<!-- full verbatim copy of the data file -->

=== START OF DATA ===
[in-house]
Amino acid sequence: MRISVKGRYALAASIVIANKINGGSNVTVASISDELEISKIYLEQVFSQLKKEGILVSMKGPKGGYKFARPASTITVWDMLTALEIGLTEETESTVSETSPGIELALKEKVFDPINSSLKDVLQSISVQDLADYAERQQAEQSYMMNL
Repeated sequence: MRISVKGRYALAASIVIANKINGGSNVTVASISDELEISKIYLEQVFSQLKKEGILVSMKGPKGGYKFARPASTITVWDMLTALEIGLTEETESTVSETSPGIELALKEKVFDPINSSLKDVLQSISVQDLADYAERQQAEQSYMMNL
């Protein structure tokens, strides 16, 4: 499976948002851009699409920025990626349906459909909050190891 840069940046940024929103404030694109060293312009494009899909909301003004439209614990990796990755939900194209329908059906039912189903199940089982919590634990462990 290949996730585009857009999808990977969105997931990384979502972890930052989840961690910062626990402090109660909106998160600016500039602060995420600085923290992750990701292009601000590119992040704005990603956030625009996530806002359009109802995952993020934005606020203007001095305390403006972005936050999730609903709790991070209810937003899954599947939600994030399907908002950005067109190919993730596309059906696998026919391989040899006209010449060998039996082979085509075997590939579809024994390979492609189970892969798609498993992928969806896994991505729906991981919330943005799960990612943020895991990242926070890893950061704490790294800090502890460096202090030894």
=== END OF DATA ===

[in-house]
Amino acid sequence: MRISVKGRYALAASIVIANKINGGSNVTVASISDELEISKIYLEQVFSQLKKEGILVSMKGPKGGYKFARPASTITVWDMLTALEIGLTEETESTVSETSPGIELALKEKVFDPINSSLKDVLQSISVQDLADYAERQQAEQSYMMNL
Repeated sequence: MRISVKGRYALAASIVIANKINGGSNVTVASISDELEISKIYLEQVFSQLKKEGILVSMKGPKGGYKFARPASTITVWDMLTALEIGLTEETESTVSETSPGIELALKEKVFDPINSSLKDVLQSISVQDLADYAERQQAEQSYMMNL
């Protein structure tokens, strides 16, 4: 499976948002851009699409920025990626349906459909909050190891 840069940046940024929103404030694109060293312009494009899909909301003004439209614990990796990755939900194209329908059906039912189903199940089982919590634990462990 290949996730585009857009999808990977969105997931990384979502972890930052989840961690910062626990402090109660909106998160600016500039602060995420600085923290992750990701292009601000590119992040704005990603956030625009996530806002359009109802995952993020934005606020203007001095305390403006972005936050999730609903709790991070209810937003899954599947939600994030399907908002950005067109190919993730596309059906696998026919391989040899006209010449060998039996082979085509075997590939579809024994390979492609189970892969798609498993992928969806896994991505729906991981919330943005799960990612943020895991990242926070890893950061704490790294800090502890460096202090030894």